I reviewd the telemetry from the last helicopter flight and I think I have finally resolved all my issues with telemetry and hardware. No glitches in either control or data , my telemetry logger logged correctly to SD media so I will never again loose telemetry data from a failure to save, or a dead laptop battery. I got no GPS data, but it's probably because I did not give ehough time for the GPS to lock prior to flight and it did not acquire in the high vib helicopter environement. I'm planning to swith GPS receivers before the next flight in any case.
A new notional vehicle. And a plan forward.
The big question with insufficient data is:
Are our rocket motors really robust for multiple firings and throttling?
We have fired multiple times for long runs within an hour, we have throttled, but we have also had failures. We need to run the motor through several simulated missions. That is follow the LLC flight throttle profile and restart in less than 1/2 hour. Until we have done that several times we do not know if we have a workable design or not.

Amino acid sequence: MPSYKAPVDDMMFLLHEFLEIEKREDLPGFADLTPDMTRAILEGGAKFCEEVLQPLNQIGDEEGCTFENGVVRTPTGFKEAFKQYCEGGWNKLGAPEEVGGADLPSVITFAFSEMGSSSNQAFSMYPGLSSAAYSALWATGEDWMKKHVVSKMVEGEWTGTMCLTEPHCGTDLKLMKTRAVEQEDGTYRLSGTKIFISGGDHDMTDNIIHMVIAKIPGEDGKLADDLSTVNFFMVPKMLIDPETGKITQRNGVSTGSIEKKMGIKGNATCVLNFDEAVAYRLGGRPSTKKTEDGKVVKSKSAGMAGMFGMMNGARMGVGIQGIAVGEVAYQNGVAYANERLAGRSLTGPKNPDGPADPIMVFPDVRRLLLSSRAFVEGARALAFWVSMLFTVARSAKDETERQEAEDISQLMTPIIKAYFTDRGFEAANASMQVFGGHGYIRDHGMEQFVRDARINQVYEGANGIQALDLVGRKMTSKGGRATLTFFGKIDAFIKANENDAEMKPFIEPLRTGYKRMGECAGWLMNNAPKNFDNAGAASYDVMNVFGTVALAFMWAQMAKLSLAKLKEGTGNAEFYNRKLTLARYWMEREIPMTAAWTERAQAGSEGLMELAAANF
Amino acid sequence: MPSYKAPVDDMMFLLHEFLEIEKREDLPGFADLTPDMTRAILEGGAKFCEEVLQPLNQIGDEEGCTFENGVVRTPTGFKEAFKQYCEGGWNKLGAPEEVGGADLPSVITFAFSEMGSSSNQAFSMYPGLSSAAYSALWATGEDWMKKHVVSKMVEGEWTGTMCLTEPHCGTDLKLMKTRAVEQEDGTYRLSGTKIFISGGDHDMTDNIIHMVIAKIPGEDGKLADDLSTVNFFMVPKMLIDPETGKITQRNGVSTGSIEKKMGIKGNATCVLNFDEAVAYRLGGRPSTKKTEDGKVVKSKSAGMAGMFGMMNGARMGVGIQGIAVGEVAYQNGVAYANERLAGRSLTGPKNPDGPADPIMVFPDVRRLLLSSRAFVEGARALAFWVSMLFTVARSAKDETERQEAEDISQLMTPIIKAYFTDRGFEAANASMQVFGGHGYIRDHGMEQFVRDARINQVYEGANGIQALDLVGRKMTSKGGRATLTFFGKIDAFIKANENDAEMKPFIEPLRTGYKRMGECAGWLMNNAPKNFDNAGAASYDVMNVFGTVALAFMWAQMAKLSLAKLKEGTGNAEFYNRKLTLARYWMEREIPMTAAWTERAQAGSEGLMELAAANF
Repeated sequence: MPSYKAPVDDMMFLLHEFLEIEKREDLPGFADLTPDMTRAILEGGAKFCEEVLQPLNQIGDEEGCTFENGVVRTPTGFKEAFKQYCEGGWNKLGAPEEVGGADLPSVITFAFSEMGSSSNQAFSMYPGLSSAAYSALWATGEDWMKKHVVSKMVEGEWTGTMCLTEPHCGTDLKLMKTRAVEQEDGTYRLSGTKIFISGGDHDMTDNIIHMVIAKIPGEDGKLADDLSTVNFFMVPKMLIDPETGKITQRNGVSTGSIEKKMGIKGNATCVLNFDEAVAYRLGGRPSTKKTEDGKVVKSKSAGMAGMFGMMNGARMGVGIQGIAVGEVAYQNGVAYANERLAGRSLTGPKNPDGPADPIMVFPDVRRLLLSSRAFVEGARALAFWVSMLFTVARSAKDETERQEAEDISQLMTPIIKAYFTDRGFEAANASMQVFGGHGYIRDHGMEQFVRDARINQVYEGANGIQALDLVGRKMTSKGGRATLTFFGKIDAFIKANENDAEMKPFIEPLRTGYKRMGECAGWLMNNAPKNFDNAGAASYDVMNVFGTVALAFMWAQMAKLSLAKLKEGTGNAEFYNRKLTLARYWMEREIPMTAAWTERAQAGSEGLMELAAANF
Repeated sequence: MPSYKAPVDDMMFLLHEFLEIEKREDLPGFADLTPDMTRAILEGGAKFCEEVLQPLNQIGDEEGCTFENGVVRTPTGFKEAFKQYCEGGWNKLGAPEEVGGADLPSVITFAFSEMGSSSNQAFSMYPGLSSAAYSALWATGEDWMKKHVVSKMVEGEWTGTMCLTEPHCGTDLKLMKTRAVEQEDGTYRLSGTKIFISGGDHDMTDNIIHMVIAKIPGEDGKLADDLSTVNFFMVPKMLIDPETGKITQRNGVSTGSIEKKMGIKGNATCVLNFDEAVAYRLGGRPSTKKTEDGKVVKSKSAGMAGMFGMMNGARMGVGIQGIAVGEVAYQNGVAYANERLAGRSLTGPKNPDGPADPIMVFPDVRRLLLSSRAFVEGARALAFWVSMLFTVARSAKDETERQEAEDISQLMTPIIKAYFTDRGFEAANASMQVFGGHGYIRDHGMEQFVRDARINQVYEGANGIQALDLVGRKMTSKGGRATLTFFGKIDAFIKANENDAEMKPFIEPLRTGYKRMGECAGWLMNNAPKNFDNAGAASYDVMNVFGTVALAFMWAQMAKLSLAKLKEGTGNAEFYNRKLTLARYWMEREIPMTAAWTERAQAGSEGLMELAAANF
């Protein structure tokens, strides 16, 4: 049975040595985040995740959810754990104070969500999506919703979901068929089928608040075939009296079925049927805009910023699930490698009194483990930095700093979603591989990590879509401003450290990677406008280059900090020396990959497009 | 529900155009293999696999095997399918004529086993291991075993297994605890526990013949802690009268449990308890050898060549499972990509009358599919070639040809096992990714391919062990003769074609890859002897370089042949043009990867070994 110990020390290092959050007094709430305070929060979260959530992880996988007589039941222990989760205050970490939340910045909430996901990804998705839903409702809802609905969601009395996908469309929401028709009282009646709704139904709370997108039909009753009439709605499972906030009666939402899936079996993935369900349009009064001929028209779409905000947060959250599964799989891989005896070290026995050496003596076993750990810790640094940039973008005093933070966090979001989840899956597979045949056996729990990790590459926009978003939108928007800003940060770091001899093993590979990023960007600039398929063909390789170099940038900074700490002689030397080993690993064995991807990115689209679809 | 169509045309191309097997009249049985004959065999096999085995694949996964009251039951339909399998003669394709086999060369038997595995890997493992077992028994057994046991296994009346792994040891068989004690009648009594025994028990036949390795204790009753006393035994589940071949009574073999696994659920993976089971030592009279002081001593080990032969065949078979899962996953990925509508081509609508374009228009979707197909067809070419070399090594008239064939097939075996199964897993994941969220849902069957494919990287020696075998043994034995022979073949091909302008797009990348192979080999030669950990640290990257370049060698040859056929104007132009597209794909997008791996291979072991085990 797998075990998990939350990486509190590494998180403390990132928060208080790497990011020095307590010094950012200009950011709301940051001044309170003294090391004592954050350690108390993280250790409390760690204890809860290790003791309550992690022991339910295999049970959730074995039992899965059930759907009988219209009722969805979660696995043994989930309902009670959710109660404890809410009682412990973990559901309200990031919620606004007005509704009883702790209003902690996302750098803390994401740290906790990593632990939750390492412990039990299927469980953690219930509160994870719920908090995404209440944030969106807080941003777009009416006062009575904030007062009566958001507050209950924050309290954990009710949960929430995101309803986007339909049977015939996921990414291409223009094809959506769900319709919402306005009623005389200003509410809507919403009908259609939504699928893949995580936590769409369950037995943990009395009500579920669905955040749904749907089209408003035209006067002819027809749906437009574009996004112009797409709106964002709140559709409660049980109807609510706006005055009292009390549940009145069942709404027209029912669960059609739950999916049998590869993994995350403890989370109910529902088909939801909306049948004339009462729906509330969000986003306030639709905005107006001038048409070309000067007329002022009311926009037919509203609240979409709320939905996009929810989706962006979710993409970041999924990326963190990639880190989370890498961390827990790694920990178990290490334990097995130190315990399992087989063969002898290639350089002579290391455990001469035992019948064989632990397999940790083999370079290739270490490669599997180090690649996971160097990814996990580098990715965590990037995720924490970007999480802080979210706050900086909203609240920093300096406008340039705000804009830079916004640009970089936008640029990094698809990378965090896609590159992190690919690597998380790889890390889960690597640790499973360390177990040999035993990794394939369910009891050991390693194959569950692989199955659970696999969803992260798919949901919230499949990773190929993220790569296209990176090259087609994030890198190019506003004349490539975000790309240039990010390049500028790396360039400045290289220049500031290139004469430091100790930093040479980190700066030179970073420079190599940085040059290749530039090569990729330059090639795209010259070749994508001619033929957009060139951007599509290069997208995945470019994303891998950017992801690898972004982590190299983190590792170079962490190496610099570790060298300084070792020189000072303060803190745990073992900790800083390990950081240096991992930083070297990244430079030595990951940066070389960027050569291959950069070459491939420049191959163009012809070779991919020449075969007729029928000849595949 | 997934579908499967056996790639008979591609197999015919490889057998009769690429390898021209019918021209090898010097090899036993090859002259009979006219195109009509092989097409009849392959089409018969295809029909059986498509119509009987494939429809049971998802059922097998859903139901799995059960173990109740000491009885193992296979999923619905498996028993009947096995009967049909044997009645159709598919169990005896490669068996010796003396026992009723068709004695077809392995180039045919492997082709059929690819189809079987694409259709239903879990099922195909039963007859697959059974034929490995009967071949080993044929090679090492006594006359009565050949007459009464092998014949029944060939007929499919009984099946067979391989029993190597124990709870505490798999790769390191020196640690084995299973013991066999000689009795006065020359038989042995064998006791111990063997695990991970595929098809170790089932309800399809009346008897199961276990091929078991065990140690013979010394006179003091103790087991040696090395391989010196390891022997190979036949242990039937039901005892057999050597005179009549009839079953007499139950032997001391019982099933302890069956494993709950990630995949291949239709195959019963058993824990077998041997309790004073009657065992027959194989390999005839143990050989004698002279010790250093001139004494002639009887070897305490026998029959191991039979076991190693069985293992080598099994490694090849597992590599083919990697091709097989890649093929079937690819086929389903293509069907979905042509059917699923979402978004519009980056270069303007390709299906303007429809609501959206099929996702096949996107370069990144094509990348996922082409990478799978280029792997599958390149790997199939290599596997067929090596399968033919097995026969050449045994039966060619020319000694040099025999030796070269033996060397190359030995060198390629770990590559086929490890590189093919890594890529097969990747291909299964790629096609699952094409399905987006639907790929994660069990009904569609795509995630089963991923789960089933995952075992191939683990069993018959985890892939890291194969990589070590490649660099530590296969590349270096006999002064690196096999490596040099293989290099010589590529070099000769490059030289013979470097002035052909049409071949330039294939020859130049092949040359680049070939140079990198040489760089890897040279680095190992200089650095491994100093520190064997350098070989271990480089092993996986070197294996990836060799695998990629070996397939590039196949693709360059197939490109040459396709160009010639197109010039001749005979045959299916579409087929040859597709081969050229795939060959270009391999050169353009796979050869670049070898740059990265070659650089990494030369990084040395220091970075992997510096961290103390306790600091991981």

If our motors work then we will probably continue with a 4 motor vehicle. If they do not we will probably develop a single larger motor. The notional design for the vehicle branches on that question.
Assuming we have a working motor the the current notional design is as shown above. The key is that the weight is supported by a simple pad under the tank and the landing gear only keeps the vehicle from tipping over.
If the motors don't work then we are probably going to build a single engine vehicle with spherical tanks. There are really only two configurations that seem to make sens, the Quad and the Pixel design. Pixel has balance feed problems, but is structurally more efficient. The one drawback I see to the armadillo module design is the mass of the landing gear and the fact that the motor is very close to the ground. I've ordered some hemispheres from AMS industries and they should be here some time in January.